Definition of du jour in English:

du jour


  • 1postpositive (of food in a restaurant) available and being served on this day.

    ‘cream of mussel, an occasional soup du jour’
    • ‘One of the main courses was selected from the list of plats du jour and one from the fish dishes.’
    • ‘He explains that they've only got enough légumes to serve as an accompaniment for the plat du jour.’
    • ‘The simple plastic weave of a café chair, a blackboard chalked with the specials du jour, the cloudy comfort of a cool pastis and the sinuous scent of coffee and fresh-baked bread.’
    • ‘The table d' hôte, which includes a soupe du jour or a salad, a main dish, dessert and coffee or tea, is a good way to sample a bit of everything.’
    • ‘Following this, main dishes are typically prefaced by salad, a soupe du jour, or moules du chef.’
    • ‘Traditional French onion soup vied with soup du jour (broccoli and stilton) both priced £2.50.’
    • ‘Standing next to him, I stared at the two cauldrons of soup du jour, pretending I was trying to figure out which one I wanted.’
    • ‘I'm always eager to sample the rice dishes du jour.’
    • ‘Some would prefer a warm broth, but there's nothing like a tasty chilled soup du jour on a scorching evening.’
    • ‘The beef stew (the viande du jour, at market price) was as densely packed with rich flavour as the best boeuf bourguignon, though this dark brown gravy was considerably different.’
    • ‘There was no menu, just the plat du jour then as much fruit, desert and cheese as you wanted.’
    • ‘Halibut with beurre blanc, from the list of plats du jour, may sound unadventurous, but there was nothing dull about it, especially since a subtle hint of fennel enhanced the dish without ever threatening to overpower it.’
    • ‘A creamy potato soup du jour struck me, in a good way, as something Mom might give you if you were feeling peckish.’
    • ‘However the plat du jour is available from noon until 5.30 pm, costing between £4.95 to £7.95.’
    • ‘My first dinner there is on a Monday, and the menu lists suckling pig as a plat du jour, available only on weekends.’
    • ‘There is serious, smoky gumbo and the obligatory tomato-basil soup du jour, here in a light, fresh version that doesn't depend on buckets of butter and cream to win you over.’
    1. 1.1informal Used to describe something that is enjoying great but probably short-lived popularity or publicity.
      ‘attention deficit disorder is the disease du jour’
      • ‘In each episode, a pre-teen would chaperone the issue du jour through the prescribed format to a predictable conclusion.’
      • ‘The topic du jour was Childbirth, not a subject Miss E or I introduced, but once Sue got rambling there was no stopping her.’
      • ‘Of course they were right, for in common with many, what I was actually remorseful about was getting caught, not the actual transgression du jour.’
      • ‘My clients don't care so much about who the celebrity is, as they do about finding someone who legitimately and openly has whatever the cause du jour is.’
      • ‘In the meantime, the next time someone queries you on your choice of black clothes to a wedding, tell them you're grieving for all the singles out there who have missed out on the chance of conuptial bliss with the couple du jour.’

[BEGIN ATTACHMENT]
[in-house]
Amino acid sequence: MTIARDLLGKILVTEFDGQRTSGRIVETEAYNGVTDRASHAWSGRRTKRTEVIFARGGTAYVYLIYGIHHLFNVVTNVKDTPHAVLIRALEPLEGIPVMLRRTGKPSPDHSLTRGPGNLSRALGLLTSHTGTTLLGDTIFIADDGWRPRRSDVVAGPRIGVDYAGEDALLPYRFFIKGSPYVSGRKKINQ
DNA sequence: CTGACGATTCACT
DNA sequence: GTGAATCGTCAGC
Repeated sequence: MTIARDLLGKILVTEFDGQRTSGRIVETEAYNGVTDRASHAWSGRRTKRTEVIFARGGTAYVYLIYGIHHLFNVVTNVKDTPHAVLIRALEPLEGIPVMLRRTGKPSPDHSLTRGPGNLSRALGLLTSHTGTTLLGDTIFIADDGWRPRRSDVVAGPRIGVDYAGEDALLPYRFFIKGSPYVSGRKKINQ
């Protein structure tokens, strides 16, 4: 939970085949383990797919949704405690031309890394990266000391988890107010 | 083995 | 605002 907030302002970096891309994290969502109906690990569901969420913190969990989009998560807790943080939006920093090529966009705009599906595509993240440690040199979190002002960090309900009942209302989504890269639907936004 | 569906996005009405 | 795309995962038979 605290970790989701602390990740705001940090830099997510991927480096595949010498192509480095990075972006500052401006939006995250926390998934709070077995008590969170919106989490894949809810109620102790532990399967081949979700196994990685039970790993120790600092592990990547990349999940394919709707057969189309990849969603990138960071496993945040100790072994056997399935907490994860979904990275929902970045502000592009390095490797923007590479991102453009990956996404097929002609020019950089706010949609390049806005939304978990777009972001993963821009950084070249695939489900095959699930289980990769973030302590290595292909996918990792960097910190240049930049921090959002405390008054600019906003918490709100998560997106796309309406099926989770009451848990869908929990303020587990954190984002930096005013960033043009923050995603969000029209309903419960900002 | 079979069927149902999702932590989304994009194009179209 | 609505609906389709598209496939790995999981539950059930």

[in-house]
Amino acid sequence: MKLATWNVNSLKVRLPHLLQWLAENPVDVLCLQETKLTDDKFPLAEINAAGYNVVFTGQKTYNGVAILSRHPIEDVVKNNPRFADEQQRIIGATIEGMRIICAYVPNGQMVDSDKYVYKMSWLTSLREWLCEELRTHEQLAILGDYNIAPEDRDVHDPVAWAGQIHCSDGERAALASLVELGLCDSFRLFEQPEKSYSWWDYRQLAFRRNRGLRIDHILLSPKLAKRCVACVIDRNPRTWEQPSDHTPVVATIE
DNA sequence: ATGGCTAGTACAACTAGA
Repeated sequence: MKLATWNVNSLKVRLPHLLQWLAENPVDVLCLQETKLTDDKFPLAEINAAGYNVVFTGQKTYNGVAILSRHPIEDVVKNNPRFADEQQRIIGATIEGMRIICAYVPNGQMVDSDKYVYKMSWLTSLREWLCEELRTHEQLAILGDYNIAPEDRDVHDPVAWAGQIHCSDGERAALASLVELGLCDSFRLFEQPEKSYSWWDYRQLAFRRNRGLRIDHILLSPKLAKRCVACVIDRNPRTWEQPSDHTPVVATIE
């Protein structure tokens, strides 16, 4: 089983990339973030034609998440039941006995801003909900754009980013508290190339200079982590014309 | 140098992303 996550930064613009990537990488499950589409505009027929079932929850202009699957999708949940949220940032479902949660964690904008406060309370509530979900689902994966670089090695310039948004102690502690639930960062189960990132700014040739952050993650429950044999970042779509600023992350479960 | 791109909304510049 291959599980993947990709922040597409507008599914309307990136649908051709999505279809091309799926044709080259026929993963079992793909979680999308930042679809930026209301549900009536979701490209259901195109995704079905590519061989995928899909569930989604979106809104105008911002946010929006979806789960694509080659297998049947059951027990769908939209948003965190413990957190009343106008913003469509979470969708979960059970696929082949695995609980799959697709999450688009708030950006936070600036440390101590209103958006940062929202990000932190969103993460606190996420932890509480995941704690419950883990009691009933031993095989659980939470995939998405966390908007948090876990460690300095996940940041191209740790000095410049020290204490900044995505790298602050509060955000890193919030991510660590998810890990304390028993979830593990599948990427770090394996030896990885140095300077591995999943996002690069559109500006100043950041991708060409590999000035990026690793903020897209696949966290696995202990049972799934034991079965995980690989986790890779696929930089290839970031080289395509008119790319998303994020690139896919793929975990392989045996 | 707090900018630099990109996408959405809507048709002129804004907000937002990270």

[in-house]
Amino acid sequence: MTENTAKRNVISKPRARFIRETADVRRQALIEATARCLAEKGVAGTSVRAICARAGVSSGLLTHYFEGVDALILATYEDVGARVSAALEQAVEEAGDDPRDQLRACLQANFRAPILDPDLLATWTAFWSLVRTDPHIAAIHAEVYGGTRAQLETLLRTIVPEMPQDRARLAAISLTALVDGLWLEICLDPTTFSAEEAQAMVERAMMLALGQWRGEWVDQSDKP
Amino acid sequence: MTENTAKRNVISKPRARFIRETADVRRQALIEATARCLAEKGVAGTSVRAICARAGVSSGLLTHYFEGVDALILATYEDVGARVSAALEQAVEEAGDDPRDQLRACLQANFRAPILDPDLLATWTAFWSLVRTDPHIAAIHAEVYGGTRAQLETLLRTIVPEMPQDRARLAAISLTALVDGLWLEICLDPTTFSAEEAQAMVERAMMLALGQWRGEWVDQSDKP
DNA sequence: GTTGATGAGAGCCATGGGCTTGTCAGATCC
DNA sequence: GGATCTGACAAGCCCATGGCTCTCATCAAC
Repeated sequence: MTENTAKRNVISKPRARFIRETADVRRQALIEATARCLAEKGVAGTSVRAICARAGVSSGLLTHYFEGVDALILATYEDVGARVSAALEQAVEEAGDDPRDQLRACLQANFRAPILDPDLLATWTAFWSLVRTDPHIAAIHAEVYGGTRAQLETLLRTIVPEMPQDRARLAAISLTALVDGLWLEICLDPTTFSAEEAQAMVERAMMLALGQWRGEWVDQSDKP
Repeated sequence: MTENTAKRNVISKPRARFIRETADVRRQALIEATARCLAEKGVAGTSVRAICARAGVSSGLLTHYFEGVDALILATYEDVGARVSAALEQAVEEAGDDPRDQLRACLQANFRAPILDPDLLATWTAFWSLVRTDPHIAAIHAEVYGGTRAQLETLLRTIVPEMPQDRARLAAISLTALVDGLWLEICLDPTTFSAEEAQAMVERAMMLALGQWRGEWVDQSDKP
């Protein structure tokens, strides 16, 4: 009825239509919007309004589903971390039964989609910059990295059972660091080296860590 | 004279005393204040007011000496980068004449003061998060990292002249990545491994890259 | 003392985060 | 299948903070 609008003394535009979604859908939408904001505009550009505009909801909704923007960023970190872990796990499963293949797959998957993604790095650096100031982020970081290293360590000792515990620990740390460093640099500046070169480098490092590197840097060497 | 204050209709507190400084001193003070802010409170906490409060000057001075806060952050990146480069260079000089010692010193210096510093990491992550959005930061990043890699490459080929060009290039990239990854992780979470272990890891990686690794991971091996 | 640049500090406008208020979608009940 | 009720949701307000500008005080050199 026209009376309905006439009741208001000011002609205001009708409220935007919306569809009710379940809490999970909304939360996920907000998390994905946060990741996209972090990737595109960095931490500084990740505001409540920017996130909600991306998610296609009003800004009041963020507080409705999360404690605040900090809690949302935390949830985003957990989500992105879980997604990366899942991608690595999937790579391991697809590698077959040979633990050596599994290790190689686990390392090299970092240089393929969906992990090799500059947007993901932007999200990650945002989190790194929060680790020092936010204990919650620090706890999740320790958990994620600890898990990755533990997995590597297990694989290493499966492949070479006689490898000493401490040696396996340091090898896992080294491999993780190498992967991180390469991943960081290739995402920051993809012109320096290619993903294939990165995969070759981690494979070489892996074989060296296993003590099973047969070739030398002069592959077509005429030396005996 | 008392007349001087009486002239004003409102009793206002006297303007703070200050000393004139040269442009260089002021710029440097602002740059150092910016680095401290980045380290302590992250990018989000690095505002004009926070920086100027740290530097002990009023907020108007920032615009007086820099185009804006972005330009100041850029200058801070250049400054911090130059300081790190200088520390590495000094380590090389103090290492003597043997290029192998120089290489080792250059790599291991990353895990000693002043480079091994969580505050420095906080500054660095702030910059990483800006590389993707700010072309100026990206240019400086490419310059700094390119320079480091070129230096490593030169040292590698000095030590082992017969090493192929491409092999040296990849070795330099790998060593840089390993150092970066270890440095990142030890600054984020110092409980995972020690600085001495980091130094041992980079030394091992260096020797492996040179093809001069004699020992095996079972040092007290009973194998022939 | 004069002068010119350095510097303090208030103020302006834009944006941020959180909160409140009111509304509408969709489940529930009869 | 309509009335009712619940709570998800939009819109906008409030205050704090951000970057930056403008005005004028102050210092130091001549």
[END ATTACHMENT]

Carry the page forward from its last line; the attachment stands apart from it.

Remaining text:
• ‘The topic du jour was once again The America Thing, and someone remarked that most foreigners believe that Sydney is the capital of Australia, not Canberra.’
      • ‘If anything should be the new trend du jour, this is it.’
      • ‘Here the spectacle continues to fascinate, but indifference is the attitude du jour (indifference having long been associated with the postmodern).’
      • ‘But you can be sure that, for those people, he'll be back next year with another novel, completely different in tone, tackling some new topic du jour.’
      • ‘But that didn't stop the fashion conscious from turning out in the fashion du jour - white capris, flip-flops and even stilettos!’
      • ‘Instead of maintaining mailing lists through a multiplicity of addresses, people can just subscribe and unsubscribe themselves to their feed du jour.’
      • ‘The big guys who hold themselves up to unrealistic standards of accuracy compromise themselves with a reliance on news wires, the story du jour and a lack of original and creative reporting.’
      • ‘They're off sunning themselves in St-Tropez, or whichever other scabby fishing village has been designated the hot spot du jour, leaving their channels to be run by the sports departments.’
      • ‘Our daily lives are being planned around when we can perform our ablutions and eat; an army-style shower is now becoming our treat du jour.’
      • ‘You can't walk in a park, even dogless, without being in danger of being stopped in your tracks for some perceived offence; scalping, for example, is apparently the crime du jour.’
      • ‘And governments and voters need to be skeptical about sacrificing long established rights and traditional freedoms on the altar of the scientific dogma du jour.’
      • ‘Consider in-vitro fertilisation - the reproductive technology du jour of the 1980s, when our primary cultural obsession was consumer choice.’
      • ‘With any of these, you'd never even know that while you were off making coffee, the contents of your hard drive had walked out your door in someone's fashion accessory du jour.’
      • ‘I'll probably tell you all which I think is my browser du jour in a week or so, although of course at the moment I should really be doing coursework.’
      • ‘And so the extremists quite happily take control, elect themselves onto the national executive and then set about affiliating themselves to every passing leftist cause du jour that takes their fancy.’


French, literally ‘of the day’.


du jour